The title made me giggle haha
Aaaa THE MEMORIES and just like the real thing I only ever seem to get 1 spot before or after the jackpot...
Nice work! I was thinking of a virtual pet submission as well (but I didn't finish yet)
btw I had trouble muting the music (nice tune, but a little loud). The mute button doesn't seem to work? (windows ver.)
This is the version submitted to Slow Game Jam for the first deadline this past Sunday. It's still pretty bare since I had to cut a lot of corners to make it at least winnable. Fortunately the deadline was extended by a week so I still have a chance to bring it closer to my vision.
Stuff added since last time:
The main thing that I want to finish by the second deadline is damage calculation for sword collisions. Otherwise it will be impossible to slay the dragon...
After spending a day studying example projects from Sparklin Labs, I finalized my project structure and scene hierarchy. Today's main accomplishment was thinking through the technical requirements of the game, which allowed me to organize the programming needs for the rest of the week.
Rough game world mockup
The player (and Hero NPCs) get dropped into a cave-like map. Heroes charge forth straight to the dragon. The player can see treasure chests as they fall, to clue them into the possibility of exploration.
Hi, I'm FlyingKatsu! I just started prototyping my submission for Slow Game Jam. Initially I was going to go with Unity for prototyping, but I saw the Tilemap and Sprite Animation workflow of Superpowers and decided this would be a much faster approach!
For the time being, I'll be using assets from the Prehistoric and Medieval Fantasy packs provided with Superpowers (they look fantastic!). Eventually I'll replace these assets with some custom made during this game jam by Qun.
Falling into a cavern, you are joined by similarly equipped heroes on a quest to slay the dragon waiting at the end. Each of you can hold only one item: a weapon, food, or gold. The items you choose to carry, use, or drop will determine your success at slaying the dragon and escaping the cavern.
I was originally planning to go solo for this, but I'm considering outsourcing for some art assets. It's my first jam, but in the past I have made games in 2-week sprints for school. I'm comfortable with Discord and Google Docs. Haven't tried Trello before, but it looks similar enough to GitHub's project cards.
My plan was to finalize the asset needs and design doc by the end of the first day (GMT-4/EST), so if you're interested in working together I can send that when it's ready. At the moment, I know for sure the perspective will be side-scrolling, and I plan to do the backgrounds so I can keep control over parallax effects. General genre/setting is typical fantasy (knights and dragons). What I'd be asking for is probably 6 items and 3 characters, with maybe 10 short (~3-frame) animated actions for two of the characters.
Does that sound feasible within a week, or am I being far too ambitious?
Also, I noticed you use Aseprite? I could set up a project file with labeled animation sequences and asset layers, and then all you'd need to do is fill in the cells.
Thanks for the links!
I suppose in one dimension, the Slow Game Jam could be considered a paradox, but I chose to think of it more as a guide for design decisions than as a practice of slow movement itself. That said, I'll still try to avoid being in crunch mode all week long.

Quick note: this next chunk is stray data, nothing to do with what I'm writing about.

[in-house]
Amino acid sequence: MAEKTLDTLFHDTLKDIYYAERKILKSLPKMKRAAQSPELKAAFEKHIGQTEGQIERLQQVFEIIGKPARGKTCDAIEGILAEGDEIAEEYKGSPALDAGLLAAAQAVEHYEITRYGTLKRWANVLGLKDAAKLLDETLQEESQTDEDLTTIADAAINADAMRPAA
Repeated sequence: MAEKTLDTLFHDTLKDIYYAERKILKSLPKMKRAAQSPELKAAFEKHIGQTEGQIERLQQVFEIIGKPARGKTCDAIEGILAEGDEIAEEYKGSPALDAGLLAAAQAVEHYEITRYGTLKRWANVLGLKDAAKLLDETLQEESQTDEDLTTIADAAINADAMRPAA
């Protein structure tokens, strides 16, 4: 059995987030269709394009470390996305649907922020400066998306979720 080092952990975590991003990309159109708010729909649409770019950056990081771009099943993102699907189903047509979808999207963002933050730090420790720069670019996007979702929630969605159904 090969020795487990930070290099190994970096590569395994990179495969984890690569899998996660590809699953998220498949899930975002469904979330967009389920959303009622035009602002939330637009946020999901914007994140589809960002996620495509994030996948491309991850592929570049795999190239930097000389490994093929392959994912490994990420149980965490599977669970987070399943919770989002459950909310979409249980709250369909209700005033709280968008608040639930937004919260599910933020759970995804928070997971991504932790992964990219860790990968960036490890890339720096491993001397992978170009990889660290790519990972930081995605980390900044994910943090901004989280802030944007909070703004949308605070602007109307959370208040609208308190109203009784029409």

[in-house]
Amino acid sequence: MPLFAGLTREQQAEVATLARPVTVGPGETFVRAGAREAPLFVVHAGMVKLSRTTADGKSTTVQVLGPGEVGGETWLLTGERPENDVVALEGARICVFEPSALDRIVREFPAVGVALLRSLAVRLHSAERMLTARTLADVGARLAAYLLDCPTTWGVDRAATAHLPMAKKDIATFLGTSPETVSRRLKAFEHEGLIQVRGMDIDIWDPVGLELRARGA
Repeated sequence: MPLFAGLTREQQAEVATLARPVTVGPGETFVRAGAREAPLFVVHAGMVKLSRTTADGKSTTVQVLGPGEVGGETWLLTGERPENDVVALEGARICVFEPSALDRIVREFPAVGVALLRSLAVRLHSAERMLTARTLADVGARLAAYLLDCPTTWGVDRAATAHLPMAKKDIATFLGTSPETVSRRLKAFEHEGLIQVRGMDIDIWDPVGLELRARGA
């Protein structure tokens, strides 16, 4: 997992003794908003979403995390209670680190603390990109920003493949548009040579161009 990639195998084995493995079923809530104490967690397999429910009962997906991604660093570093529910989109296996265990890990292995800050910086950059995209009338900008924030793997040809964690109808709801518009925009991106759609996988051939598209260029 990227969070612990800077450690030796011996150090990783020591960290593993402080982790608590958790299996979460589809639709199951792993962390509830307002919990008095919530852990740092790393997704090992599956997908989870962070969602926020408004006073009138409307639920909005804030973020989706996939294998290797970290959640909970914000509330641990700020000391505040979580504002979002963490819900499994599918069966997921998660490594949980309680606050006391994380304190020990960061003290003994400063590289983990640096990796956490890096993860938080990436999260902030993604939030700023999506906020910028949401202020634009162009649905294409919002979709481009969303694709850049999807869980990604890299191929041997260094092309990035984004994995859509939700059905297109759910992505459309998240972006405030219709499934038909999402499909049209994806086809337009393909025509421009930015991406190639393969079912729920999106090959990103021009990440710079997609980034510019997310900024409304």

One of the nice things about this jam, as waferthinninja pointed out, is that we have time to really think about the design of our game before we're allowed to start creating anything. Hopefully this increase in thinking time will lead to a less hectic development time, as well as more thoughtful design?
Agreed! Knowing the general theme of Slow Games in advance gives us a lot of time to let ideas develop and to assess feasible scope before things get out of control.
(pretty sure there's no secret additional theme, anyway)
Hi! I thought I'd share some concepts I gleaned from the linked Wikipedia article on slow culture. Maybe some of these will resonate with fellow slow jammers?
The first time I speed-read through the article and didn't really get it, but after reading an abstract on slow tech (in the article's references) I got a better understanding. How fitting!
Some concepts and questions to ponder:
Less is More: What's so attractive about catching 'em all? Can we fulfill this desire in a different, more minimalist way?
Quality > Quantity: Can we make the bare minimum features/content satisfying in its own right?
Critical Design: How should we challenge the current meanings behind prevailing gameplay features?
Free Choice: How do we get a player to explore the game world at their own pace? Can we offer quests without guilting the player into a grocery list of chores? Could we design quests around context clues, without dialogue?
Adaptive Learning: How should we let the player lead the flow of the game? How should the game adapt to player decisions?
Journey > Destination: How do we lure the player away from rushing to complete the game? Can a game exist without an explicitly defined end, and still be considered a game?
Reflection > Efficiency: How can we make the game slow, but not tiresome? What kinds of interactions or experiences is the player willing to devote extra time to doing? Which interactions do players usually take for granted, without considering the meaning behind their actions?
Mental Rest: How can we design in-game moments of inactivity while keeping the player engaged with the game world? What can we change about gameplay to give players a chance to reflect on their actions?
Pacing: How can we build up to the punchline / climax / "Aha!" moment for maximum effect?